What We Are Reading Today: Metrics at Work by Angele Christin

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Updated 30 June 2020

What We Are Reading Today: Metrics at Work by Angele Christin

When the news moved online, journalists suddenly learned what their audiences actually liked, through algorithmic technologies that scrutinize web traffic and activity. Has this advent of audience metrics changed journalists’ work practices and professional identities? 

In Metrics at Work, Angèle Christin documents the ways that journalists grapple with audience data in the form of clicks, and analyzes how new forms of clickbait journalism travel across national borders.

Drawing on four years of fieldwork in web newsrooms in the US and France, including more than one hundred interviews with journalists, Christin reveals many similarities among the media groups examined—their editorial goals, technological tools, and even office furniture. 

Yet she uncovers crucial and paradoxical differences in how American and French journalists understand audience analytics and how these affect the news produced in each country. 

American journalists routinely disregard traffic numbers and primarily rely on the opinion of their peers to define journalistic quality. 

Meanwhile, French journalists fixate on internet traffic and view these numbers as a sign of their resonance in the public sphere. 

Christin offers cultural and historical explanations for these disparities, arguing that distinct journalistic traditions structure how journalists make sense of digital measurements in the two countries.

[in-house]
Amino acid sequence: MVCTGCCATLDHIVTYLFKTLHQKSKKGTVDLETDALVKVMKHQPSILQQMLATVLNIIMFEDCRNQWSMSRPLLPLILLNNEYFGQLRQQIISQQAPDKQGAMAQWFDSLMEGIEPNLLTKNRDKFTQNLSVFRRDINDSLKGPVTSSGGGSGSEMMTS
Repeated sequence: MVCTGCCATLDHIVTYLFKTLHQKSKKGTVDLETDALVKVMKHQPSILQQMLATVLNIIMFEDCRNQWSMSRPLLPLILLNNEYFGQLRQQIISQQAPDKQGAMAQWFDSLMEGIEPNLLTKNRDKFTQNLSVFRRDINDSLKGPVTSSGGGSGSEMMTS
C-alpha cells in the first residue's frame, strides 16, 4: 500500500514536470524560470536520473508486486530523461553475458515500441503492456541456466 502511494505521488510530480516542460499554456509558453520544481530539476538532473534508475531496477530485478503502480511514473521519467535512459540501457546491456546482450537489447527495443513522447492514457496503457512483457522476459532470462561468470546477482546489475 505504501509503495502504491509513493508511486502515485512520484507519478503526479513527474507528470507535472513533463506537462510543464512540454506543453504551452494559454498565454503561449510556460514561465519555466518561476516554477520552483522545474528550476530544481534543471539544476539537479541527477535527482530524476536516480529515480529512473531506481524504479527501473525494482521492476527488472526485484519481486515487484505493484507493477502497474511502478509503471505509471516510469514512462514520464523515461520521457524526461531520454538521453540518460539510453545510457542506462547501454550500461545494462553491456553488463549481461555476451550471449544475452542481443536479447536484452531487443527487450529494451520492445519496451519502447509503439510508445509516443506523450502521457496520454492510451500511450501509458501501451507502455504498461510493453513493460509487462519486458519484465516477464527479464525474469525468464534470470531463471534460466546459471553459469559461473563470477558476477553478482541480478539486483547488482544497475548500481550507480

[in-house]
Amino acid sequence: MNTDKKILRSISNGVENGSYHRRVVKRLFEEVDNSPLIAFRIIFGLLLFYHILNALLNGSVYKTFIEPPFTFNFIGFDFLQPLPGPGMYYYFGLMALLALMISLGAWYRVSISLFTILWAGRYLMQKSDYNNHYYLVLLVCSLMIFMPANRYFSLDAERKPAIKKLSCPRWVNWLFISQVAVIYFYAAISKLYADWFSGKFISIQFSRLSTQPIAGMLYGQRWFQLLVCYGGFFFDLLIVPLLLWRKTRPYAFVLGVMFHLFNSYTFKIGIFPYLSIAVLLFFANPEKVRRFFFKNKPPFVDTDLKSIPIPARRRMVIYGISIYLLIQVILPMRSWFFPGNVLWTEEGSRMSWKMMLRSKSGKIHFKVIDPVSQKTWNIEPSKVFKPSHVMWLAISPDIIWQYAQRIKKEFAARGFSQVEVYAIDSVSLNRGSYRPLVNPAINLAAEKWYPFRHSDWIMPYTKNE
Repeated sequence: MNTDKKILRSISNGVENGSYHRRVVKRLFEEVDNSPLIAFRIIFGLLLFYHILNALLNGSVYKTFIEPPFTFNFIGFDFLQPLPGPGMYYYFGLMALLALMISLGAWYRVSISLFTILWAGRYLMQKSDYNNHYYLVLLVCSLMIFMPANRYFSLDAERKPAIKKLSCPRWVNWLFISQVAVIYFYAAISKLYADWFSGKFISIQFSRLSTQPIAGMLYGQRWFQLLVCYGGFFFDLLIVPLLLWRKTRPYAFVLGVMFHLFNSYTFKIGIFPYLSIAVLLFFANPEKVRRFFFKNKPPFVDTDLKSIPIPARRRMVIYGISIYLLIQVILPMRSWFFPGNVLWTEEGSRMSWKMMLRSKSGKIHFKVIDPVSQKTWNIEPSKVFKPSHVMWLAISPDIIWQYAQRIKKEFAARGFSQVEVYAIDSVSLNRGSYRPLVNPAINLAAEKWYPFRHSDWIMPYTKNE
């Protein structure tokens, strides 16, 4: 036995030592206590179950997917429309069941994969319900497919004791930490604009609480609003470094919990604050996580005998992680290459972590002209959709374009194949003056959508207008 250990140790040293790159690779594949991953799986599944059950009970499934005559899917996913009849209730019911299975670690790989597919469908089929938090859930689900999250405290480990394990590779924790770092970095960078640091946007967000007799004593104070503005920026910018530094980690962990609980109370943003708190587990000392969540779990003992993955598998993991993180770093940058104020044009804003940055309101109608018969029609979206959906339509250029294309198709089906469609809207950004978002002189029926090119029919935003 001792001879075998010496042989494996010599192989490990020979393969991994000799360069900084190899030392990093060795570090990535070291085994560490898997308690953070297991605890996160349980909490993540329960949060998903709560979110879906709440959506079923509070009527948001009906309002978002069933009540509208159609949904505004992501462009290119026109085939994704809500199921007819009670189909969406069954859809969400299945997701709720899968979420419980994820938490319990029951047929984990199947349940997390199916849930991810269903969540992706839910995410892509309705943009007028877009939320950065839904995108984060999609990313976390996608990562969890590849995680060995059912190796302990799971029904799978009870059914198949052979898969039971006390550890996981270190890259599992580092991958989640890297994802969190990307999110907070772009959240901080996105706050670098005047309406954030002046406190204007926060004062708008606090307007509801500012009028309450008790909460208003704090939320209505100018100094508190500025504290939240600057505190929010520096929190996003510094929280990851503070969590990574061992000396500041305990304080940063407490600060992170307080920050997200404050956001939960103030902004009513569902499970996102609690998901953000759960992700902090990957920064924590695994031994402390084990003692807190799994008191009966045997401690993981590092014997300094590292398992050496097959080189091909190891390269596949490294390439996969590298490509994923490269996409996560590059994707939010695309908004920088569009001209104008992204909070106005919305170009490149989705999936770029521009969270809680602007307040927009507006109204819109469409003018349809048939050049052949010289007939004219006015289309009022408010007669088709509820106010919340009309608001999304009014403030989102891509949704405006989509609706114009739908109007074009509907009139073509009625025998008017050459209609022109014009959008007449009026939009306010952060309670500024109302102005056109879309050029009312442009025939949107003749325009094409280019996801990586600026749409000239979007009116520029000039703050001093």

Contrary to the popular belief that analytics and algorithms are globally homogenizing forces, Metrics at Work shows that computational technologies can have surprisingly divergent ramifications for work and organizations worldwide.


What We Are Reading Today: Journalists between Hitler and Adenauer

Updated 03 August 2020

What We Are Reading Today: Journalists between Hitler and Adenauer

Author: Volker R. Berghahn

Journalists between Hitler and Adenauer takes an in-depth look at German journalism from the late Weimar period through the postwar decades. Illuminating the roles played by journalists in the media metropolis of Hamburg, Volker Berghahn focuses on the lives and work of three remarkable individuals: Marion Countess Dönhoff, distinguished editor of Die Zeit; Paul Sethe, “the grand old man of West German journalism” and Hans Zehrer, editor in chief of Die Welt.
All born before 1914, Dönhoff, Sethe, and Zehrer witnessed the Weimar Republic’s end and opposed Hitler. When the latter seized power in 1933, they were, like their fellow Germans, confronted with the difficult choice of entering exile, becoming part of the active resistance, or joining the Nazi Party.
 Instead, they followed a fourth path—“inner emigration”—psychologically distancing themselves from the regime, their writing falling into a gray zone between grudging collaboration and active resistance. During the war, Dönhoff and Sethe had links to the 1944 conspiracy to kill Hitler, while Zehrer remained out of sight on a North Sea island. In the decades after 1945, all three became major figures in the West German media. Berghahn considers how these journalists and those who chose inner emigration interpreted Germany’s horrific past and how they helped to morally and politically shape the reconstruction of the country.